I need to measure Scott’s life, not by how many years, but by how much he gave and taught to everyone. I thank God for him as I remember him today. What a priceless, precious treasure he still is to me! Ever time I see a pig I am filled with bittersweet joy. And some day I’ll know just why he loved pigs so much. Up there in heaven: me and Jesus and Scottie . . . and the pigs. You don’t think there’ll be pigs in heaven? Better think again! Remember, with God, all things are possible. Maybe my brother, Scottie, was really laughing at a private joke with God: maybe he knew the joke would be on the rest of us when we see pigs fly!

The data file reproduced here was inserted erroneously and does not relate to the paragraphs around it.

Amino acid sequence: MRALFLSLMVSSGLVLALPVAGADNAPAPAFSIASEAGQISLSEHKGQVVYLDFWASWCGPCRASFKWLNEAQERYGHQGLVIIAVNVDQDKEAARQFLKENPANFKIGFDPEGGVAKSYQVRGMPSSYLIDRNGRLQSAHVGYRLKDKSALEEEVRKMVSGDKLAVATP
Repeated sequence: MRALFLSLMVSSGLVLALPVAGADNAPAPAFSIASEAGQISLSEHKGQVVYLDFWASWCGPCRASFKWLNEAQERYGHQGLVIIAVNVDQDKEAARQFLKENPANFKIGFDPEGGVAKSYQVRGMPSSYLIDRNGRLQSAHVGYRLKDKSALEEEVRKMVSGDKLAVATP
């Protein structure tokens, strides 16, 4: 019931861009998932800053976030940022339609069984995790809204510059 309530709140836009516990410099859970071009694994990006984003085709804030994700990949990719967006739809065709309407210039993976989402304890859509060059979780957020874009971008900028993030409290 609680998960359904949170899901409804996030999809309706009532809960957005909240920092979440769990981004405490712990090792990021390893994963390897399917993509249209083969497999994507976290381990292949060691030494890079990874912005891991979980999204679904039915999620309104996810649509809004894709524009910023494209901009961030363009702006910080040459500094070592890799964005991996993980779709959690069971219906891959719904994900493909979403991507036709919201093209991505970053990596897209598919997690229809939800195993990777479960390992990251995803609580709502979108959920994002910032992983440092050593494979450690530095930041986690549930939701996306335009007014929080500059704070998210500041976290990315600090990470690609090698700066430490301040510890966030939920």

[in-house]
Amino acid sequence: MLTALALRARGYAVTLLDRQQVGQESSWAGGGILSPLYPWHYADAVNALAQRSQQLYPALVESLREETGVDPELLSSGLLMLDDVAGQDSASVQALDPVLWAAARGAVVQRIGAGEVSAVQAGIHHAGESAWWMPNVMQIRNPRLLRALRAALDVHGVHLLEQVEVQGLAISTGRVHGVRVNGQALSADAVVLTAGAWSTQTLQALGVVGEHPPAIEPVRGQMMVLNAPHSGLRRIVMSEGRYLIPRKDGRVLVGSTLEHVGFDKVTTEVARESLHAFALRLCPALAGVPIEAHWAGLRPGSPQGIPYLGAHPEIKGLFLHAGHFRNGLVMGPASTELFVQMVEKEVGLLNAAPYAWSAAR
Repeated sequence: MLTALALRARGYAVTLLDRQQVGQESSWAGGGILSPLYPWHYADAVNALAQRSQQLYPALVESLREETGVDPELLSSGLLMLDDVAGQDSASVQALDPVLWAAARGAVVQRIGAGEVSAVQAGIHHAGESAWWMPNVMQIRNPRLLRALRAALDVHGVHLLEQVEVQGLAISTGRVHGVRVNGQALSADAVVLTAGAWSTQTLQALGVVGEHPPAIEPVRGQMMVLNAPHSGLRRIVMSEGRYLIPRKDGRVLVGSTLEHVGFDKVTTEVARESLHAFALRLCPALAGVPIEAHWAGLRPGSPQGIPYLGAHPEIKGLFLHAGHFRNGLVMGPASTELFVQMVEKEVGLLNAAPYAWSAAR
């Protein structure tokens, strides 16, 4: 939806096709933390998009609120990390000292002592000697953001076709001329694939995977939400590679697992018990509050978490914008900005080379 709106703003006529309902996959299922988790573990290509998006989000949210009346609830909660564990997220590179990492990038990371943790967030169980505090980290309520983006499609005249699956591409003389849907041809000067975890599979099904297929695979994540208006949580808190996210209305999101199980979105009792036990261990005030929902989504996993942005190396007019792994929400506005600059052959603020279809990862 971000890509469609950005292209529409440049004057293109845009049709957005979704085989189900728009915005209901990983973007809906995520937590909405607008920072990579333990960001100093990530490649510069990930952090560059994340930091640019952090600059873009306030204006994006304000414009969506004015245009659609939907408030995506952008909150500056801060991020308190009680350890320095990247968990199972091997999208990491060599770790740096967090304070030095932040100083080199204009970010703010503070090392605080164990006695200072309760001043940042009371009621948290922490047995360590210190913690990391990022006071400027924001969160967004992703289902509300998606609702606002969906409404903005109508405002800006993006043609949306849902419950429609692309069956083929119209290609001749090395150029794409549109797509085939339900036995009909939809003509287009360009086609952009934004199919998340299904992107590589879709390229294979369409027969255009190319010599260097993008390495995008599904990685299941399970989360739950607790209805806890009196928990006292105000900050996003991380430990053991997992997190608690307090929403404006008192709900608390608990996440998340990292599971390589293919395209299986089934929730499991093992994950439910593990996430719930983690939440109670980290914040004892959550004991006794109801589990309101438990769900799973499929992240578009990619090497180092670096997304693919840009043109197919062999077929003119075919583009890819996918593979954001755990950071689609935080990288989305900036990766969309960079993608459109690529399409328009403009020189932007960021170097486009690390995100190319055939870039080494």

I wrote the above article 7 years ago. A lot has changed since then. Many of my family, friends, loved ones, even two of my babies, have joined my brother. I am raising my two daughters by myself, something I never would have expected. My lighthouse, my mother, has gone to spend her days with her beloved son. My touchstone, my best friend, Ed, has crossed over too. So many lives have gone beyond the reach of my earthly arms. And yet, they are more present with me today than ever. I carry their memories, their spirits, their life-lessons with me at all times. In their passing, they etched themselves indelibly on my soul and heart and have become a part of me. Part of this realization is maturing spiritually enough to grasp that all creation is one: one breathing, living celebration of the creative genius of God. If you don’t believe as I do, that is fine. But watch out. I am not just talking spirituality anymore. Quantum physics has begun to prove ancient spiritual laws. The next few decades of science should be quite an adventurous trip!